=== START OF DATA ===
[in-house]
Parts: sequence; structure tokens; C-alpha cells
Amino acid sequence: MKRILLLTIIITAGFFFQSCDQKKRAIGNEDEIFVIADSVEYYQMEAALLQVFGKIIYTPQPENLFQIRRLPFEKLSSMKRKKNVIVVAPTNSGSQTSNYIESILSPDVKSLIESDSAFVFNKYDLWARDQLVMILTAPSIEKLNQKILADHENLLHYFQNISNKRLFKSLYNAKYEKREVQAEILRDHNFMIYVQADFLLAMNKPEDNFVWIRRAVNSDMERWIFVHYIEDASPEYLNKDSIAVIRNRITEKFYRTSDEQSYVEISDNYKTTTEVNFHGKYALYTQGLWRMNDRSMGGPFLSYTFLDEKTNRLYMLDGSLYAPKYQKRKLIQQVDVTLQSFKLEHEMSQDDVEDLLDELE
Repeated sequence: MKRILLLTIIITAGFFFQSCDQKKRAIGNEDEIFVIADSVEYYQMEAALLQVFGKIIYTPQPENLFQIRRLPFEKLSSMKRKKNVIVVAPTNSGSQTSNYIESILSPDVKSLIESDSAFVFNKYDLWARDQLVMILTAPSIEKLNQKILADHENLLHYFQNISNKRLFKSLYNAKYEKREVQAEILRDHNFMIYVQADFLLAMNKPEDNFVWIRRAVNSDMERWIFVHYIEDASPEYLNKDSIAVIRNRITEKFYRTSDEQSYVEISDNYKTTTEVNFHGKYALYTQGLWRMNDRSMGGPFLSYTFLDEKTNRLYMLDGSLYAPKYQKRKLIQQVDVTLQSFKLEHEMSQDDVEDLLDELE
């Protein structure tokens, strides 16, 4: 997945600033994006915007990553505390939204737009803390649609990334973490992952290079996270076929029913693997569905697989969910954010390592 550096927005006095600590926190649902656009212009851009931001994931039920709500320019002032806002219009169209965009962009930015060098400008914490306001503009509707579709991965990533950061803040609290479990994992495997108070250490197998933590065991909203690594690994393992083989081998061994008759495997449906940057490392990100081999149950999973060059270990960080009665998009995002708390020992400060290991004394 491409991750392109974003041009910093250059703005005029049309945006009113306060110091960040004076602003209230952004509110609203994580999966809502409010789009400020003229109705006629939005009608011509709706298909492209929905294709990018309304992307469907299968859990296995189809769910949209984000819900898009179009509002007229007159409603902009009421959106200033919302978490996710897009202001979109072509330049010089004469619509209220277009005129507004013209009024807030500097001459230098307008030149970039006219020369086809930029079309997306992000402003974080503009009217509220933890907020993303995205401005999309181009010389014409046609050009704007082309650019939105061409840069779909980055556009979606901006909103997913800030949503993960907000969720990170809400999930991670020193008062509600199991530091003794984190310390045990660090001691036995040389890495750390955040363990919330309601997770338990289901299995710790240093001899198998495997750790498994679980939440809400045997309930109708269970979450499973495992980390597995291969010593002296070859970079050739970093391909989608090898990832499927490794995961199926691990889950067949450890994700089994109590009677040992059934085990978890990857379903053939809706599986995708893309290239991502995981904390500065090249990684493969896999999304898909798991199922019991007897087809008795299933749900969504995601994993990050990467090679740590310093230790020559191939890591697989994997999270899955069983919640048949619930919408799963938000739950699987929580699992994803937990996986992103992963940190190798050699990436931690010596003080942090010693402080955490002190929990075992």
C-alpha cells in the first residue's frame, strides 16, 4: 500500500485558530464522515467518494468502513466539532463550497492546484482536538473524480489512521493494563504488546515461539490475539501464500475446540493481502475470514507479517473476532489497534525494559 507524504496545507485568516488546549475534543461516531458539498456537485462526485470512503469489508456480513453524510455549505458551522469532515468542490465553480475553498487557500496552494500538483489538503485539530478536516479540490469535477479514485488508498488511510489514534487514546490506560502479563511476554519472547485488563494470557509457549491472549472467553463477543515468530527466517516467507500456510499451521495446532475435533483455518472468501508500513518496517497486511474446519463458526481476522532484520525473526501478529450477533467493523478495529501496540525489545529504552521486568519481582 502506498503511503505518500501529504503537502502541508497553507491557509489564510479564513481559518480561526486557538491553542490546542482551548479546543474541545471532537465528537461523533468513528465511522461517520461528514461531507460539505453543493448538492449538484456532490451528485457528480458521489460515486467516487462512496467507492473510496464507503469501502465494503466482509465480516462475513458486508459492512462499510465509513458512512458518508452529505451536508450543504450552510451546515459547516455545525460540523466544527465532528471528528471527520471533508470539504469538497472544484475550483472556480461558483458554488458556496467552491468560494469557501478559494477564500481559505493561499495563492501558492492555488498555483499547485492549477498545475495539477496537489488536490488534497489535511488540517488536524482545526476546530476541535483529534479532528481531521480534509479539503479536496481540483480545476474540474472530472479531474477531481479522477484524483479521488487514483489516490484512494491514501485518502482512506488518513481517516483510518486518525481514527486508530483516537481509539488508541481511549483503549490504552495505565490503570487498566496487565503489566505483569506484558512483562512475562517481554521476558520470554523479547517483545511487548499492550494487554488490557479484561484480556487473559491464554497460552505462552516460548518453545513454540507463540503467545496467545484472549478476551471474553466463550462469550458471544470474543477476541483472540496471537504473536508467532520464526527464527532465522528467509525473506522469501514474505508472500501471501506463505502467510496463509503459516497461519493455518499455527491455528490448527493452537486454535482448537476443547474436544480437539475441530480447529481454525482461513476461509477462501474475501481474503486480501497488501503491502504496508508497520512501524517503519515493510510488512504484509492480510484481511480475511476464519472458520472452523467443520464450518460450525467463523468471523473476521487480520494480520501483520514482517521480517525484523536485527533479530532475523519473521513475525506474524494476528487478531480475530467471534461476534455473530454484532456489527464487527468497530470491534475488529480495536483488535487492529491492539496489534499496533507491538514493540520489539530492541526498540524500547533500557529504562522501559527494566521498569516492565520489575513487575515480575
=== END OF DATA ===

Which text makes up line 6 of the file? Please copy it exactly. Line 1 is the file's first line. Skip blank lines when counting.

C-alpha cells in the first residue's frame, strides 16, 4: 500500500485558530464522515467518494468502513466539532463550497492546484482536538473524480489512521493494563504488546515461539490475539501464500475446540493481502475470514507479517473476532489497534525494559 507524504496545507485568516488546549475534543461516531458539498456537485462526485470512503469489508456480513453524510455549505458551522469532515468542490465553480475553498487557500496552494500538483489538503485539530478536516479540490469535477479514485488508498488511510489514534487514546490506560502479563511476554519472547485488563494470557509457549491472549472467553463477543515468530527466517516467507500456510499451521495446532475435533483455518472468501508500513518496517497486511474446519463458526481476522532484520525473526501478529450477533467493523478495529501496540525489545529504552521486568519481582 502506498503511503505518500501529504503537502502541508497553507491557509489564510479564513481559518480561526486557538491553542490546542482551548479546543474541545471532537465528537461523533468513528465511522461517520461528514461531507460539505453543493448538492449538484456532490451528485457528480458521489460515486467516487462512496467507492473510496464507503469501502465494503466482509465480516462475513458486508459492512462499510465509513458512512458518508452529505451536508450543504450552510451546515459547516455545525460540523466544527465532528471528528471527520471533508470539504469538497472544484475550483472556480461558483458554488458556496467552491468560494469557501478559494477564500481559505493561499495563492501558492492555488498555483499547485492549477498545475495539477496537489488536490488534497489535511488540517488536524482545526476546530476541535483529534479532528481531521480534509479539503479536496481540483480545476474540474472530472479531474477531481479522477484524483479521488487514483489516490484512494491514501485518502482512506488518513481517516483510518486518525481514527486508530483516537481509539488508541481511549483503549490504552495505565490503570487498566496487565503489566505483569506484558512483562512475562517481554521476558520470554523479547517483545511487548499492550494487554488490557479484561484480556487473559491464554497460552505462552516460548518453545513454540507463540503467545496467545484472549478476551471474553466463550462469550458471544470474543477476541483472540496471537504473536508467532520464526527464527532465522528467509525473506522469501514474505508472500501471501506463505502467510496463509503459516497461519493455518499455527491455528490448527493452537486454535482448537476443547474436544480437539475441530480447529481454525482461513476461509477462501474475501481474503486480501497488501503491502504496508508497520512501524517503519515493510510488512504484509492480510484481511480475511476464519472458520472452523467443520464450518460450525467463523468471523473476521487480520494480520501483520514482517521480517525484523536485527533479530532475523519473521513475525506474524494476528487478531480475530467471534461476534455473530454484532456489527464487527468497530470491534475488529480495536483488535487492529491492539496489534499496533507491538514493540520489539530492541526498540524500547533500557529504562522501559527494566521498569516492565520489575513487575515480575